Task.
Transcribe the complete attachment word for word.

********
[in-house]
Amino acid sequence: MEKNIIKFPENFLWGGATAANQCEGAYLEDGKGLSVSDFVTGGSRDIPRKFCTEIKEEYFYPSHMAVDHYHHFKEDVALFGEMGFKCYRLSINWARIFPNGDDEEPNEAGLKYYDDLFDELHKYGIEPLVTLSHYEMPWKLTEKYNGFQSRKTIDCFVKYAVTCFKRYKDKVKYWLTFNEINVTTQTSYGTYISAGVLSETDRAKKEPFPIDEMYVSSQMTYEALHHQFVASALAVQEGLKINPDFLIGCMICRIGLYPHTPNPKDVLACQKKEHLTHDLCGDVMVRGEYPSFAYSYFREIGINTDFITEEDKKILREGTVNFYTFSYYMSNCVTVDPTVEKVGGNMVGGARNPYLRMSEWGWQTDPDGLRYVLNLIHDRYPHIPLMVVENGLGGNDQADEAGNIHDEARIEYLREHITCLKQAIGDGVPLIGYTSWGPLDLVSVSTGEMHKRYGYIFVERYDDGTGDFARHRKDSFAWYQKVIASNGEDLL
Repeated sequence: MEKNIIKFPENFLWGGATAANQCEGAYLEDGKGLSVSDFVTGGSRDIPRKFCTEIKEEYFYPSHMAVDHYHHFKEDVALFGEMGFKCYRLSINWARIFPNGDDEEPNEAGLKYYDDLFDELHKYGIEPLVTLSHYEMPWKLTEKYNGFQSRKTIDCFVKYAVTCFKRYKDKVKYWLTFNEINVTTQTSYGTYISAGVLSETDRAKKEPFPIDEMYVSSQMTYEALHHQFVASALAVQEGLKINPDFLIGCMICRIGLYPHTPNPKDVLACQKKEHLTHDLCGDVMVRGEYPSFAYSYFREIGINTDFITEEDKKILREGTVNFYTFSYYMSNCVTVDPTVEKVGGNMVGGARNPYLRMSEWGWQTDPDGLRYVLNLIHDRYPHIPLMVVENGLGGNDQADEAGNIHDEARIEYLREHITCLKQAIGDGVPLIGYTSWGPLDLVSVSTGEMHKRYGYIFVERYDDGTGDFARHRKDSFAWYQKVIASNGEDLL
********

[in-house]
Amino acid sequence: MEKNIIKFPENFLWGGATAANQCEGAYLEDGKGLSVSDFVTGGSRDIPRKFCTEIKEEYFYPSHMAVDHYHHFKEDVALFGEMGFKCYRLSINWARIFPNGDDEEPNEAGLKYYDDLFDELHKYGIEPLVTLSHYEMPWKLTEKYNGFQSRKTIDCFVKYAVTCFKRYKDKVKYWLTFNEINVTTQTSYGTYISAGVLSETDRAKKEPFPIDEMYVSSQMTYEALHHQFVASALAVQEGLKINPDFLIGCMICRIGLYPHTPNPKDVLACQKKEHLTHDLCGDVMVRGEYPSFAYSYFREIGINTDFITEEDKKILREGTVNFYTFSYYMSNCVTVDPTVEKVGGNMVGGARNPYLRMSEWGWQTDPDGLRYVLNLIHDRYPHIPLMVVENGLGGNDQADEAGNIHDEARIEYLREHITCLKQAIGDGVPLIGYTSWGPLDLVSVSTGEMHKRYGYIFVERYDDGTGDFARHRKDSFAWYQKVIASNGEDLL
Repeated sequence: MEKNIIKFPENFLWGGATAANQCEGAYLEDGKGLSVSDFVTGGSRDIPRKFCTEIKEEYFYPSHMAVDHYHHFKEDVALFGEMGFKCYRLSINWARIFPNGDDEEPNEAGLKYYDDLFDELHKYGIEPLVTLSHYEMPWKLTEKYNGFQSRKTIDCFVKYAVTCFKRYKDKVKYWLTFNEINVTTQTSYGTYISAGVLSETDRAKKEPFPIDEMYVSSQMTYEALHHQFVASALAVQEGLKINPDFLIGCMICRIGLYPHTPNPKDVLACQKKEHLTHDLCGDVMVRGEYPSFAYSYFREIGINTDFITEEDKKILREGTVNFYTFSYYMSNCVTVDPTVEKVGGNMVGGARNPYLRMSEWGWQTDPDGLRYVLNLIHDRYPHIPLMVVENGLGGNDQADEAGNIHDEARIEYLREHITCLKQAIGDGVPLIGYTSWGPLDLVSVSTGEMHKRYGYIFVERYDDGTGDFARHRKDSFAWYQKVIASNGEDLL